Poor David Belov. He grew up in a rough neighborhood in New York, lost his father at an early age due to suspicious circumstances, and now has to work long hours and weekends to keep his job as a programmer at Montgomery Noyes, an investment bank in Manhattan. But even though he works so hard, he still is only paid a fraction of what his co-workers earn.
Yet somehow David becomes a victim in an elaborate heist. He returns home from work one day to find his wife Marina and diabetic son Mikey have been kidnapped. A cell phone rings and the voice on the other line tells David to crash the gold index 500 basis points the next day, or else his wife and son will die.
David does as he is told, but the nightmare does not end there. Montgomery loses millions of dollars worth of gold after the crash. And somehow, even though David is a victim, he is also the primary suspect.
To help clear his name and get to the truth, David must team up with his childhood friend Vlad Zhadanov, who is also a local gangster.
Flash Crash is incredibly fast paced, and there are plenty of exciting twists, especially in the second half of the story. The characters have a lot of layers, and the reader learns a lot about the backstories of David, Vlad, and Jake Rivett, the detective who is after David.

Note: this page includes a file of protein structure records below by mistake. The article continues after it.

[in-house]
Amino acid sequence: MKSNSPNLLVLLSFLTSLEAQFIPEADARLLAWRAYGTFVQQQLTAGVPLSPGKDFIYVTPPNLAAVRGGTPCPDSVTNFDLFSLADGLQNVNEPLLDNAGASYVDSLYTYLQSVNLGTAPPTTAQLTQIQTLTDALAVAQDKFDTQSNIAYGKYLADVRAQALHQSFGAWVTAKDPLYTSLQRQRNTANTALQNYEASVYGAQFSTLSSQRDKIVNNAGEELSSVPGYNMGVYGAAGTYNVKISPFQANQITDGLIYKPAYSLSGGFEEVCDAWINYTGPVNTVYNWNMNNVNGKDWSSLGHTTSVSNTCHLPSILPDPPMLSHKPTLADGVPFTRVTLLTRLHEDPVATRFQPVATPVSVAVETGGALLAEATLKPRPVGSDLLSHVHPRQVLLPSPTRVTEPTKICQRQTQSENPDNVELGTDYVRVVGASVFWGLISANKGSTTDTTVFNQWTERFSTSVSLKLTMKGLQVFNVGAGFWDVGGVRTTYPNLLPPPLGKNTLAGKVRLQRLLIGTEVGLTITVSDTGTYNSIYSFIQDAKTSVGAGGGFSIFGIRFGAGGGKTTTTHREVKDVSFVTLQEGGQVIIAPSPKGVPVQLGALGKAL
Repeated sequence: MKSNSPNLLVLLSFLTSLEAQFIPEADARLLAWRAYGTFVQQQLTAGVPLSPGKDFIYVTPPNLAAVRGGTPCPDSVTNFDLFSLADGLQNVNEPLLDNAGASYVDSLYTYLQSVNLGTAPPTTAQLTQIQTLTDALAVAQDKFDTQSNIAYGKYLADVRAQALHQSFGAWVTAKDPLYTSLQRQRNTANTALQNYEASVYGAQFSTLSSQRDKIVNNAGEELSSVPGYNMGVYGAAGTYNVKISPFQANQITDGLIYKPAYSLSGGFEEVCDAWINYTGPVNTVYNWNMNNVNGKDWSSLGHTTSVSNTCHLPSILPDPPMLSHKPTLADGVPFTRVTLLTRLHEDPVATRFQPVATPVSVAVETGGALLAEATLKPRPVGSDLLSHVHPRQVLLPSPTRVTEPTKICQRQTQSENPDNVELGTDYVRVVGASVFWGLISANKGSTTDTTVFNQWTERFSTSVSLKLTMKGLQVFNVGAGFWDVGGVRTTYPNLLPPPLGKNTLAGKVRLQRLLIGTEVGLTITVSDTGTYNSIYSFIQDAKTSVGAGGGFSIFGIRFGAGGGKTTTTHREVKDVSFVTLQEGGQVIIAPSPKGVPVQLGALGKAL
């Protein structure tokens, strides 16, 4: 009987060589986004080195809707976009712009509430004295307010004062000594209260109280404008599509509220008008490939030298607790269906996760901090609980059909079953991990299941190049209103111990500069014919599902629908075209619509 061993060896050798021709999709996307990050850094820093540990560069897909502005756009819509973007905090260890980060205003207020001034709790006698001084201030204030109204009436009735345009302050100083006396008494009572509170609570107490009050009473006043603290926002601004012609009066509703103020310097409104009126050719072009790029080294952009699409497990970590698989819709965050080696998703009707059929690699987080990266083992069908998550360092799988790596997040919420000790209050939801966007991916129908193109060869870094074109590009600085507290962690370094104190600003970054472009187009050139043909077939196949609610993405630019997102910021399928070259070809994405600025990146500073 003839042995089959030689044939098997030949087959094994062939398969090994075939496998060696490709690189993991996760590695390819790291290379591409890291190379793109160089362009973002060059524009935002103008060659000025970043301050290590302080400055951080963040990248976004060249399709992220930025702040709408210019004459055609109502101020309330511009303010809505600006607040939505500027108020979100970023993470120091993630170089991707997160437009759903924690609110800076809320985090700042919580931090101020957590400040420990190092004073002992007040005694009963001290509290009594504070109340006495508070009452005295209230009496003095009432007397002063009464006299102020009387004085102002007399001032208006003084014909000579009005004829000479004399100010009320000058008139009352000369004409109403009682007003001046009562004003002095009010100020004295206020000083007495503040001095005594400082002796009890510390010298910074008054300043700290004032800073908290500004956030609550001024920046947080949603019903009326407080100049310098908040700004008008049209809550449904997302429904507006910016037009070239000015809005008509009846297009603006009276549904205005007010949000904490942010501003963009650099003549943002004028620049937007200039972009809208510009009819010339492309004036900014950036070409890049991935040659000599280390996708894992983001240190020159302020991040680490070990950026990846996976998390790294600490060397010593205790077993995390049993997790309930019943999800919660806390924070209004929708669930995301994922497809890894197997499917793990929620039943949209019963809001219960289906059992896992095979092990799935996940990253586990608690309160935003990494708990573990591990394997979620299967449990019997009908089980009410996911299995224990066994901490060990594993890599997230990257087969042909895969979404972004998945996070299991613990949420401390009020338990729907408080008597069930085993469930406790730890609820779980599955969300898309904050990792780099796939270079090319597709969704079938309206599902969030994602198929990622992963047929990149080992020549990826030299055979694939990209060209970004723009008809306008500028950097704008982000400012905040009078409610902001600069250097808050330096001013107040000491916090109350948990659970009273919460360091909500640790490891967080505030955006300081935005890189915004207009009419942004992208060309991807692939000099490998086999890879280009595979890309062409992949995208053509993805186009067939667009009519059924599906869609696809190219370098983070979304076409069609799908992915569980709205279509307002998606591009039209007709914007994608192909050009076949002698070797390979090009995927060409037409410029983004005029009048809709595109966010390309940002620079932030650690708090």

Though these details turn out to be very important to the story, a lot of the backstory is explained via lengthy flashbacks, which kind of takes you out of the present storyline.
On the other hand, author Denison Hatch does a great job of planting hints as to what’s really happening to David in the beginning of the book and throughout the story.
The protagonist David in particular has a lot of layers and issues that he works on. Because he is so smart, he never felt like he fit into his neighborhood, where most kids end up in gangs. As a kid he used to run with Vlad and shoplift and do other things that got him into trouble, but then decided to stop after the first time he got caught.
Even though he found a way to pay for school, his co-workers don’t really see him as a peer. Yet he and his wife continue to live in his old neighborhood, where he is seen as some sort of yuppie for working at a bank.
David lives between both these worlds, which both drives him to do the right thing in order to be accepted by society and causes him to do some shady things in order to protect and support his family.
Overall, Flash Crash is a fast paced, entertaining read that combines action and adventure with creative code. Readers looking for an exciting thriller will not be disappointed. And hopefully you won’t have to wait too long to see what David is up to next.